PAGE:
Frank King has gotten death threats. So many angry strangers have called his phone in recent weeks that he changed his number. And his neighbors have offered to bring food to his doorstep if he would just agree to stay inside his house.

“I have a whole new respect for the plight of pariahs,” said King, who was among 650 Americans who returned to the United States last month after being stuck for more than a week on a cruise ship that no country initially allowed to dock because of fear of coronavirus.

One person from that ship, the Westerdam, was said to have briefly tested positive on the way home, sparking an international panic. In the days that followed, 1,580 crew members and passengers tested negative, including King. Nonetheless, King has been the target of rage because of his decision to fly home before he received the test results.

The scathing criticism he has received illustrates how swiftly societal pressure can bear down on people who are perceived to be endangering public health, even if they pose no actual threat.

Some have had longtime friends and neighbors disappear on them. Others have had babysitters abruptly quit. Still others, like Christina Kerby, have been shamed for buying lunch in public, even after they were cleared by the Centers for Disease Control and Prevention to move about freely.

“I’m now feeling the firsthand effects of stigma,” said Kerby, a Westerdam passenger who has received angry Twitter messages from strangers who believe she should self-quarantine.


“It takes an incident like this for someone to realize who their true loyal friends and family are,” said Michael Parry, another Westerdam passenger who said he was uninvited from a family baby shower taking place after his return to the United States.

The sharpest insults appear to have been reserved for those who were perceived to have endangered public health by failing to isolate themselves sufficiently.

Jeri Seratti-Goldman, a passenger evacuated from the Diamond Princess cruise ship that carried hundreds of coronavirus patients, including her husband, has received many supportive messages but also hate mail that accused her of knowingly bringing the virus to the United States.

“The primary way we think about risk is through our gut feelings,” said Paul Slovic, professor of psychology at the University of Oregon who is also president of Decision Research, an institute that studies decision-making and risk. “The modern way to deal with risk is through science and statistics. We can think that way, but it’s hard to do.”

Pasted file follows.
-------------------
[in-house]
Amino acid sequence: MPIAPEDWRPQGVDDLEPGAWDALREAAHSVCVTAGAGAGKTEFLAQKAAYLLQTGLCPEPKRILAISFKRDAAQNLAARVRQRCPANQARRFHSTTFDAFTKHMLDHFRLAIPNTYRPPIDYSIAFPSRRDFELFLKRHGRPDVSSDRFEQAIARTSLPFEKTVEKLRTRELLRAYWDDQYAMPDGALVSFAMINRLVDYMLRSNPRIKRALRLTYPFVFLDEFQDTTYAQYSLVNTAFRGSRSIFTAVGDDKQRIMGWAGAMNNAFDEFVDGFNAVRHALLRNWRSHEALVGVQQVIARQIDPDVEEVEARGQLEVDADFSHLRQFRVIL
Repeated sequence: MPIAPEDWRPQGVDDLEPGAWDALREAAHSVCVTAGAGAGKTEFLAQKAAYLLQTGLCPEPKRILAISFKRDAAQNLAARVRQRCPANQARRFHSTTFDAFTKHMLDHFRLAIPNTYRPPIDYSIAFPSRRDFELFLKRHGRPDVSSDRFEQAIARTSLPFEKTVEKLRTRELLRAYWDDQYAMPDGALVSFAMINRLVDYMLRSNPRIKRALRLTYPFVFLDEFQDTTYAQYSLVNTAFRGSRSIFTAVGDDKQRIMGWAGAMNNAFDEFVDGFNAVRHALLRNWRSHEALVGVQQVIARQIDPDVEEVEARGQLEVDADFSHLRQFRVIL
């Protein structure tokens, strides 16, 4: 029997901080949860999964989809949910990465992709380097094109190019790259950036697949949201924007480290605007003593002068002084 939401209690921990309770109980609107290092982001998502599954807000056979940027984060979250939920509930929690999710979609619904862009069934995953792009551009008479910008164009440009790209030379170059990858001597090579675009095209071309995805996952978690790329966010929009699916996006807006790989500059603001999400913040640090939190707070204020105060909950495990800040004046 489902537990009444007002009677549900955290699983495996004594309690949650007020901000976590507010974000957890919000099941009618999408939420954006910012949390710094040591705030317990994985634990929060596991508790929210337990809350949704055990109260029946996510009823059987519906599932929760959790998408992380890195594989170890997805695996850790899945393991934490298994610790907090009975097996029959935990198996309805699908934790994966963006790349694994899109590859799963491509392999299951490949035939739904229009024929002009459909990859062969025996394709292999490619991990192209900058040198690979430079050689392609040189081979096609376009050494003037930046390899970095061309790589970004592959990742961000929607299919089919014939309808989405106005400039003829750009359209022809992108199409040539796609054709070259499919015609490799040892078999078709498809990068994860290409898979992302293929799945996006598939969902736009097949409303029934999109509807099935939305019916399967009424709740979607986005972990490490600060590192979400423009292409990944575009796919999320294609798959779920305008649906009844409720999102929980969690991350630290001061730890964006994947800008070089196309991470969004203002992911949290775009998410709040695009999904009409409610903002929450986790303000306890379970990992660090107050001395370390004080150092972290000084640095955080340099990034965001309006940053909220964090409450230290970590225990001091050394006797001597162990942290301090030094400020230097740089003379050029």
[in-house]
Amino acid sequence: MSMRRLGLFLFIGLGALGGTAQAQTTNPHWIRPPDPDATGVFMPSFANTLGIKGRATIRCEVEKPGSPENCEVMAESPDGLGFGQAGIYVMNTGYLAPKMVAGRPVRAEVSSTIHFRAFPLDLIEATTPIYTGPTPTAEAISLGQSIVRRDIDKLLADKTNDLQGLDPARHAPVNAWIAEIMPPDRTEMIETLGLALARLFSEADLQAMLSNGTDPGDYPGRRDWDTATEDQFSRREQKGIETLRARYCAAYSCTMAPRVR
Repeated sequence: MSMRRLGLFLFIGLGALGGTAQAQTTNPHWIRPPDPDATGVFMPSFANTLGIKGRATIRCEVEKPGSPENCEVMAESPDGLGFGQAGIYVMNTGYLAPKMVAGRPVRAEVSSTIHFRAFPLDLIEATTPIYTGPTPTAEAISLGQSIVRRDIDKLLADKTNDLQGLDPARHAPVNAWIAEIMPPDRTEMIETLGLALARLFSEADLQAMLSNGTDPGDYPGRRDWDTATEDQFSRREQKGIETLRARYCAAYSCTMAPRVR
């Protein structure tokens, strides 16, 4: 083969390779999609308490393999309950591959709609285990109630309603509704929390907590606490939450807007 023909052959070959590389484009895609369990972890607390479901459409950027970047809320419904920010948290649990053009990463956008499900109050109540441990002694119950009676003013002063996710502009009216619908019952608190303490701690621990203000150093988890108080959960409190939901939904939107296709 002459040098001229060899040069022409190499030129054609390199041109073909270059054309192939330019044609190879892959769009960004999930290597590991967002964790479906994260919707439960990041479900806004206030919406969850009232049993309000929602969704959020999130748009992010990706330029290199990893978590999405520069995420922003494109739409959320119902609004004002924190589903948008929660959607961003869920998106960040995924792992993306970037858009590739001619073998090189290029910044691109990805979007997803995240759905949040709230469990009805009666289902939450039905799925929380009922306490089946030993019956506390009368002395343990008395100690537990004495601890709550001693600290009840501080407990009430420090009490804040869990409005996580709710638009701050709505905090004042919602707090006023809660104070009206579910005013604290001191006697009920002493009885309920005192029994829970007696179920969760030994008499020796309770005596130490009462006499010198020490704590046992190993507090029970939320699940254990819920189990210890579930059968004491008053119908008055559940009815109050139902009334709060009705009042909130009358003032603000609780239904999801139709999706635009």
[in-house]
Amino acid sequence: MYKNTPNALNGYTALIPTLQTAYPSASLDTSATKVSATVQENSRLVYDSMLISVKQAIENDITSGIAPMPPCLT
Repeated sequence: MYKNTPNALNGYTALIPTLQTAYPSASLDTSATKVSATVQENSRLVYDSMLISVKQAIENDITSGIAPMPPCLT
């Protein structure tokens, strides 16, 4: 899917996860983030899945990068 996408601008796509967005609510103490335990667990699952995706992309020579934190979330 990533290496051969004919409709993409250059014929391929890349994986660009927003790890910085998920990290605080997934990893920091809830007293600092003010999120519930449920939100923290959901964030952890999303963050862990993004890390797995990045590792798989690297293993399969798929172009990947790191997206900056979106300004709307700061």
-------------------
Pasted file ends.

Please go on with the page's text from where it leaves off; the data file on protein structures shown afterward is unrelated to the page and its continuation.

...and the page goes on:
People tend to react most strongly against risks they cannot control, Slovic said, adding that because the new coronavirus can be transmitted by people who show no symptoms, it triggers a “heightened sense of fear.”

Jane Futcher, a 72-year-old Westerdam passenger, said a close friend in the San Francisco area refused to let her and her partner stay over the night they returned to the United States.


“That kind of hurt, especially since we were so tired,” said Futcher, who stayed in a motel instead. “It reminded me of the old days in the AIDS epidemic when people didn’t know if you could touch a person with AIDS.”

After the Westerdam was allowed to dock in Cambodia, King, a stand-up comedian who performed on the ship, arranged his own travel home. He boarded a commercial flight the same day he was swabbed for the coronavirus test, before receiving the results.

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Holland America, the cruise ship company that operates the Westerdam, said guests were supposed to wait for their results before getting on a plane. But King said that a member of the CDC told him there was no reason he could not return home since he had no symptoms and had not traveled through mainland China.

“I wish I’d said, ‘Can I get that in writing?’” he said. “If the gentleman from the CDC had said, ‘Look, you need to hang around,’ I would have sat tight. I’m not going to put the public at risk.” A spokeswoman for the CDC said she could not confirm or deny his account.

Since his return, people have sent him messages saying they hope he dies of the flu. One angry person pledged to ruin his comedy career and make sure he never got booked for another gig.

“People are giving my wife a hard time, asking, ‘Is he sorry now?’” said King, who initially declined an interview but eventually told his story. Although the CDC has since declared Westerdam passengers to be “low risk,” he said, “I’m sorry that I scared anyone.”

King says the silver lining is that he has grown much more aware of the plight of teenagers who are bullied online. In addition to hate mail, he has also received supportive messages from friends and strangers alike. A veterinarian declined to charge him simply because he had been having a tough time.

“The acts of kindness have made me weep,” he said.